Coronavirus and Connectivity
Local digital access projects around the country stand out because they are driven by residents maximizing their own creativity, imagination, and energy to do more than just provide internet service. They are cultivating relationships to solve their own problems and more importantly promote community well-being. In the process, they are bridging the digital divide. As Congress and the Biden-Harris administration consider a bold infrastructure funding package that could make broadband more accessible and affordable, they should support these local efforts.
The Universal Service Fund (USF) is currently on an unsustainable financial path, funded by a regressive surcharge on a shrinking base of telephone customers. If it isn’t fixed, and fixed quickly, the fund won’t be able to meet its mandate and fulfill its connectivity promise – not just to the next generation, but to the current one. So how do we fix USF?
RCN, Grande and Wave announced that Internet First customers, both new and existing, are receiving a significant speed increase – double the speed of their current package – for no additional cost or required action. Internet First delivers reliably fast internet for just $9.95 per month to qualifying low-income households eligible for assistance programs like SNAP, Medicaid, or WIC. Internet First includes:
Sixteen Senate Democrats introduced new legislation building on the Emergency Broadband Connections Act to ensure working families can stay online through the current economic and health crisis. The new legislation would authorize an additional $6 billion for the Emergency Broadband Benefit program, to accommodate high demand during the COVID-19 pandemic.
There is no shortage of options for immediate and long-term funding for K-12 home connectivity solutions.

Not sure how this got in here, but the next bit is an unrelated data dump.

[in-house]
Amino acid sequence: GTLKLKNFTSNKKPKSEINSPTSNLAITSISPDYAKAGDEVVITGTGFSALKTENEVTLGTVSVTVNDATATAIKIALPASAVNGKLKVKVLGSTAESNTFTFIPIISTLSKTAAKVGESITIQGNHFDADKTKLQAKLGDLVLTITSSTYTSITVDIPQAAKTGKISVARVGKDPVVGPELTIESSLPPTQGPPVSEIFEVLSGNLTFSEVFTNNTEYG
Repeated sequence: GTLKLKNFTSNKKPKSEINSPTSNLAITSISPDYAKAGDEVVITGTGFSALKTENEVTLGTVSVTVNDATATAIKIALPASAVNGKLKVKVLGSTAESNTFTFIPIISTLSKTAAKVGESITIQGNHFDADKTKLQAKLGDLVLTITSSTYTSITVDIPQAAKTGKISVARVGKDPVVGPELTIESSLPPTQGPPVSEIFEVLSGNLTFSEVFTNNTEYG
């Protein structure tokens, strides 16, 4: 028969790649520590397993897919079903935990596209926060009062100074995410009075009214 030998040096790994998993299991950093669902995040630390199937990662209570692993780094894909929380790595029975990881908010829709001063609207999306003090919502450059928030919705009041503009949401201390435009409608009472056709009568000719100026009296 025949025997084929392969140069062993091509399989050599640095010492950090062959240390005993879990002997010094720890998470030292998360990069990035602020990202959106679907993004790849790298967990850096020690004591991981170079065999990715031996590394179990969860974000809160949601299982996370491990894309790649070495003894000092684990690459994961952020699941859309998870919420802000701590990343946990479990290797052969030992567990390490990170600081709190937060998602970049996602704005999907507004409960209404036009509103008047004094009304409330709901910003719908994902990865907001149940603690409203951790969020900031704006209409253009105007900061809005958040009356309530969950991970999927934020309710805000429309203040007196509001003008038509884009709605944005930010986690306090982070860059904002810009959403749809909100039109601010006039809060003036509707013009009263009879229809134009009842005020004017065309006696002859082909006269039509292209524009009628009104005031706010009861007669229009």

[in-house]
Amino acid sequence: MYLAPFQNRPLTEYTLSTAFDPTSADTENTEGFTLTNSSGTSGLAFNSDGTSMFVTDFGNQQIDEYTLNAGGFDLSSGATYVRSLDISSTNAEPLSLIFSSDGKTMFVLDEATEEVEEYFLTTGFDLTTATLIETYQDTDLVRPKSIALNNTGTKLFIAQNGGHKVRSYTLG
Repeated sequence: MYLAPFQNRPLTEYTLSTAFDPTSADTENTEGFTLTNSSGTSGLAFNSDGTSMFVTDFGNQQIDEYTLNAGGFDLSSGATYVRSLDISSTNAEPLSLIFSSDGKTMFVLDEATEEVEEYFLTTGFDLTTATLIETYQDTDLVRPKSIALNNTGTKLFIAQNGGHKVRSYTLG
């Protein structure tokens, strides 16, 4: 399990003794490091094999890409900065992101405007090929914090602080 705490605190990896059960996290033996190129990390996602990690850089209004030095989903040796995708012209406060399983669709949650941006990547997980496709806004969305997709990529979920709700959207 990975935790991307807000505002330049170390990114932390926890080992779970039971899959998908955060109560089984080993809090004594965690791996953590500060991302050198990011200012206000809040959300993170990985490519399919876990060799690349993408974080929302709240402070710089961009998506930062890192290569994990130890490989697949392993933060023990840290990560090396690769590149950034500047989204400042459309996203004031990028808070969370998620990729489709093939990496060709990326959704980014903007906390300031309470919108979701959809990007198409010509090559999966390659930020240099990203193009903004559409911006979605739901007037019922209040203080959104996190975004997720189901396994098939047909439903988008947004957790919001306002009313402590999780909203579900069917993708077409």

FOR LONG TERM K-12 FUNDING:
House Commerce Committee Leaders Call on Internet Providers to Raise Awareness of Emergency Broadband Benefit
House Commerce Committee Chairman Frank Pallone, Jr.
Louisiana should partner with the Federal Communications Commission to maximize funding for broadband infrastructure, said former Federal Communications Commission Chairman Ajit Pai. The FCC's Rural Digital Opportunity Fund is a $20.4 billion program meant to promote broadband internet access in unserved and underserved areas.
The Federal Communications Commission has a new $7 billion pot for schools to recoup the costs of paying for student and teacher access to broadband at home — and now the agency must figure out how to distribute the money. Here are six critical issues that companies keeping track of the FCC program should watch for:
1. What Devices and Services Will Be Eligible?
2. Will Purchases From 2020 Be Eligible?
3. How Will Procurement Work?
The digital divide leaves millions without access to high-speed broadband and the immense opportunities it provides. I’m proud to say that we have secured a historic broadband investment in the American Rescue Plan. First, $10 billion for broadband deployment and infrastructure, digital inclusion and other efforts to close the digital divide. These funds represent one of the most important broadband investments ever made in the history of the United States.
To help schools and libraries provide devices and internet connectivity to students, school staff, and library patrons during the pandemic, Congress established a $7.171 billion Emergency Connectivity Fund as part of the recently enacted American Rescue Plan Act of 2021. Now the Federal Communications Commission must craft rules to distribute the new funds to eligible schools and libraries for the purchase of eligible equipment and advanced telecommunications and information services for use by students, school staff, and library patrons at locations other than a school or library.